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The Decolonization of Europe and Japan?
by Threehegemons
20 February 2002 14:27 UTC
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Elson--I don't agree with your metaphor that Europe and Japan will insist on 
being decolonized by the US in a way that parallels the earlier decolonization 
of the non-Western world.  Neither Europe nor Japan are colonies metaphorically 
or really.  They are the partners of the hegemonic US.  In other words, they 
reaped quite real rewards from this partnership, and indeed, in crucial 
measures these societies are more comfortable than the US itself. They are 
likely to be worried in coming years about the deleterious effects of US 
policies on world order, which needs to be maintained to continue their 
economic prosperity and physical well-being.  By contrast, the non-Western 
world at the beginning of the twentieth century needed to decolonize to make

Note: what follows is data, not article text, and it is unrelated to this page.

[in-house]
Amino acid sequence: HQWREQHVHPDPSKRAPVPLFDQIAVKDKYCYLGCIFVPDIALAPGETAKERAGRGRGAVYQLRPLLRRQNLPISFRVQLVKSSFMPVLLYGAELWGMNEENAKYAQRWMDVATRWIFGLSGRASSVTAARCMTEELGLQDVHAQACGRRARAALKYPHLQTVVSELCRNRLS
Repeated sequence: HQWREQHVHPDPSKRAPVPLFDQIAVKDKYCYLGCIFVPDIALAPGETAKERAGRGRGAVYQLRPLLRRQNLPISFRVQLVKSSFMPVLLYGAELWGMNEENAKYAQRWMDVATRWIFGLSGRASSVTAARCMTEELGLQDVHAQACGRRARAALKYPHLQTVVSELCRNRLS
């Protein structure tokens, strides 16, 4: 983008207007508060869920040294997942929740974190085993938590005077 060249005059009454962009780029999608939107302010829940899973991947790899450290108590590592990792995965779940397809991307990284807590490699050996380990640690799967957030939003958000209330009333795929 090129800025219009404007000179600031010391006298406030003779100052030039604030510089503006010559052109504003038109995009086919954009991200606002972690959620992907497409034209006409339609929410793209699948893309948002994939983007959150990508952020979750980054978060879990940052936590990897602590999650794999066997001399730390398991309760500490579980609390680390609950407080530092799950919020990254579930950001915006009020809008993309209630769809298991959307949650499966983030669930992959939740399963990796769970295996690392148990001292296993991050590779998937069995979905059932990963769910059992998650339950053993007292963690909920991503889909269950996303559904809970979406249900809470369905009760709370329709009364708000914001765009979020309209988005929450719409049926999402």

even minimal efforts to address the destruction of livelihood wreaked by 
colonial rule.

The semi-periphery and periphery remain the place where metaphors of 
decolonization remain relevant--in fact, a 'second decolonization of Africa' is 
a fairly popular slogan among some, and 'decolonization of the mind' is 
something you hear a good deal from postcolonial thinkers.  In the future, 
decolonization will probably not only involve sloughing off the Eurocentric 
aspects of the enlightenment heritage, but also the creation of regional 
financial and security arrangements to gain some room to maneuver and to strike 
fear in the hearts of the US or any other Western power inclined to bomb 
whomever they dislike.

In general, I don't find your total pessimism about the prospects of the 
periperiphery and semi-periphery altogether convincing.  Alice Amsden's 
argument that the last twenty years should be seen as a temporary setback in 
the face of a general trend of creating some globally competitive industries 
strikes me as equally plausible (putting aside the issue of East Asian 
development, which is another story).

Finally, although you reference Arrighi's theories about the US' turn to 
coercion, you ignore his emphasis in nearly everything he writes these days on 
the likelihood that East Asia will be a major player in shaping the emergent 

Steven Sherman

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